In other words, you will identify a path forward. The path might be relatively short, or it might involve an extended journey of exploration that leads to improved mental and emotional wellness.

“I think sometimes people think things need to get really bad before they would go so far as to have therapy—quite the contrary. We have people that attend appointments from all walks of life, and some you can tell are hurting where others you’d never know,” Rodriguez notes. “Much like physical health – sometimes there is pain you can see and sometimes not. Tele-Health has broadened the reach to folks that don’t want to leave the privacy of their own home to access therapy or psychiatry services. That might be one silver lining of COVID.”

Reaching out to others

If it’s exceedingly difficult for some of us, amid varying levels of crisis, to seek out support from an outside source, it’s at least as difficult for friends, loved ones, and co-workers who are concerned about us to reach out to us to ask if we’re OK. And if we’re not, to intervene to a greater extent. If a loved one, friend, co-worker, or anyone else who cares about us and our wellbeing senses that we are in crisis mode, what should they do? What should they not do?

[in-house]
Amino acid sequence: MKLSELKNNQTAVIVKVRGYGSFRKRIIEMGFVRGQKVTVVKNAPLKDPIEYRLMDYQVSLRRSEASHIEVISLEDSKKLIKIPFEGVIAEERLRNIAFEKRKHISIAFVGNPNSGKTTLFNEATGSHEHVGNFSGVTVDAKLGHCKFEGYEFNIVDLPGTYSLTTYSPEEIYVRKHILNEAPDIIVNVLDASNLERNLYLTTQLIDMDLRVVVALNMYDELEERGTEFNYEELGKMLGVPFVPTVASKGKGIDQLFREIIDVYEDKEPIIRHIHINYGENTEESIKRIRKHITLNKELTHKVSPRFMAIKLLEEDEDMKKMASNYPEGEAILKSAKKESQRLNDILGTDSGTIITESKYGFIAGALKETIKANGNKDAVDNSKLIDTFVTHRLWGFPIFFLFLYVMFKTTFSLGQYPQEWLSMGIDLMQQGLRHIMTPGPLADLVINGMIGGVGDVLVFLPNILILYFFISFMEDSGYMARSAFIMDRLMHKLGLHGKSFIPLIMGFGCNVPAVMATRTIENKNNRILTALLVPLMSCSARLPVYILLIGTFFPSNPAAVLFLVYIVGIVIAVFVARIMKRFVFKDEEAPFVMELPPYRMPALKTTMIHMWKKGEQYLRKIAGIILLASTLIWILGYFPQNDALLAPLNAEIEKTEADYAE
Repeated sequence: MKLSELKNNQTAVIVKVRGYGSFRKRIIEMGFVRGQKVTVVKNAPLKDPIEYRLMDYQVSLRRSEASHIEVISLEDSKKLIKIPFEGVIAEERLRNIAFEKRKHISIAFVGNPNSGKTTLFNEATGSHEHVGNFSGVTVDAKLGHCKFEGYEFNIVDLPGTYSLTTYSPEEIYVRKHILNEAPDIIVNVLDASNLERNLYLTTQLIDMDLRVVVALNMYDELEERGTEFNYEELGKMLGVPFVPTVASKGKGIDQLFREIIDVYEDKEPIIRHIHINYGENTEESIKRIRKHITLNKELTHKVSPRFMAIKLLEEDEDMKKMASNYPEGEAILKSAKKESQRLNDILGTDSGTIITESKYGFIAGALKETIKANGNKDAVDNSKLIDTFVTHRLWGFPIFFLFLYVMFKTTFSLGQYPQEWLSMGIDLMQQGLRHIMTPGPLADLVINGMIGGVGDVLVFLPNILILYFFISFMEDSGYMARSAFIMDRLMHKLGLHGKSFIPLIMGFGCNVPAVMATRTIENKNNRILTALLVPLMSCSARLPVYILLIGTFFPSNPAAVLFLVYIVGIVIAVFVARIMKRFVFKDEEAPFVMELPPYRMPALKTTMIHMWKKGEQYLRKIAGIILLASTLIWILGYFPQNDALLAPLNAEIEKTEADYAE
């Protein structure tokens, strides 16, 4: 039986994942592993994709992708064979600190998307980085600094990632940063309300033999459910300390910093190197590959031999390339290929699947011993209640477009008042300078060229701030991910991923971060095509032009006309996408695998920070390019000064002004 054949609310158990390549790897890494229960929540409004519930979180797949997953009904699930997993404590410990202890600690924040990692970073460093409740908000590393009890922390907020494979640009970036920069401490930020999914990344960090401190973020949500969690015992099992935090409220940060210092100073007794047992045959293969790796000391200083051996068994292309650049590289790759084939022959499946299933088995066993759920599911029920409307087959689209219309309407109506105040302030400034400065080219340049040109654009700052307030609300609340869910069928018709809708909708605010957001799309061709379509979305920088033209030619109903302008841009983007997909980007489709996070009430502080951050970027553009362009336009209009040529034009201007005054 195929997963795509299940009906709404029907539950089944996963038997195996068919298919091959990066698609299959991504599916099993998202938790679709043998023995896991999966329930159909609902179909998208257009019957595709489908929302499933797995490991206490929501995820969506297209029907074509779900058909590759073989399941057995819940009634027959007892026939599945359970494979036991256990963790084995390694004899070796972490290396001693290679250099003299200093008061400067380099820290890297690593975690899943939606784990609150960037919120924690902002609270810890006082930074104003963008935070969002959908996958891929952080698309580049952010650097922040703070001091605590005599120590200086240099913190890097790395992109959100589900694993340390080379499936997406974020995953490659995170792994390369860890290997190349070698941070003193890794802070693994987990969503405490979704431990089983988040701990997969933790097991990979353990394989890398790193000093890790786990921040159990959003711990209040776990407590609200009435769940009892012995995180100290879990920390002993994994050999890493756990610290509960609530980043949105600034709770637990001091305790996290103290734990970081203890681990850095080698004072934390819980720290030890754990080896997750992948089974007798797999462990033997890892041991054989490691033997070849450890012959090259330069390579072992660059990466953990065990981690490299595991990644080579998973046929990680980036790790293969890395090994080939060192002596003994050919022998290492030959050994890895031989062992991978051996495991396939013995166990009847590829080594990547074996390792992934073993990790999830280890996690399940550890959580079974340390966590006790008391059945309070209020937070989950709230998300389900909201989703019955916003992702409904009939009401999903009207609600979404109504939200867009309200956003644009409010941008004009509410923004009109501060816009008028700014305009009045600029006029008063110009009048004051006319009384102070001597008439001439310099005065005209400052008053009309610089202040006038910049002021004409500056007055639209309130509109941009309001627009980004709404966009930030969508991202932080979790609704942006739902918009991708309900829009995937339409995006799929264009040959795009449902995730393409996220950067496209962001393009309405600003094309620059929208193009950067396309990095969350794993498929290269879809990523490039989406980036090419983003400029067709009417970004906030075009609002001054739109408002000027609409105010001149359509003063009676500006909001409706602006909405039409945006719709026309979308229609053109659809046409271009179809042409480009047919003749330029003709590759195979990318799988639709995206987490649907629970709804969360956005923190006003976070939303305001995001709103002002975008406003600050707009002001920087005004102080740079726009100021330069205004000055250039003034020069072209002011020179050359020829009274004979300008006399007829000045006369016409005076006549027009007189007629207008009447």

Rodriguez says these can be crucial moments, and she highly recommends utilizing QPR, which she calls the “CPR of mental health.”

“I would love to see more people in our community trained in Question, Persuade, Refer (QPR),” she says, adding that there is a free 90-minute class on QPR offered virtually through the Hope Coalition and NAMI Minnesota.

QPR is an emergency response to someone in crisis and can save lives, Rodriguez continues.

“In short, ask and follow up. The program ‘#BeThe1To‘ challenges citizens to five things – be the one to ask, be the one to be there, be the one to help keep them safe, be the one to help them connect, and be the one to follow up. You can help a friend or family member connect by normalizing mental health services, helping them call and schedule an appointment if they need help, or informal safety planning,” she explains. “It is a myth that talking about suicide puts ideas in people’s heads. If you sense that the person you are concerned about is in immediate danger, call the crisis line. Or in extreme cases, a welfare check done by law enforcement may save a life. An example of this would be if a loved one texted you, ‘I just want to end it all.’ If they don’t respond to you and you can’t reach them, I would not hesitate to call in this escalated level of response.”

So, whether you’re struggling and unsure what to do next, or you sense someone you care about is struggling, don’t do nothing. Do something.

If you are feeling distressed, anxious, or experiencing a mental health crisis, please call our 24/7 Support & Crisis Helpline at 1-800-282-5005.

Tara Rodriguez, MSW, LICSW

Tara Rodriguez, MSW, LICSW
Youth & Family Services Supervisor

Tara oversees our School-linked Mental Health Program and spends most of her time at Highland Elementary in Crookston, MN.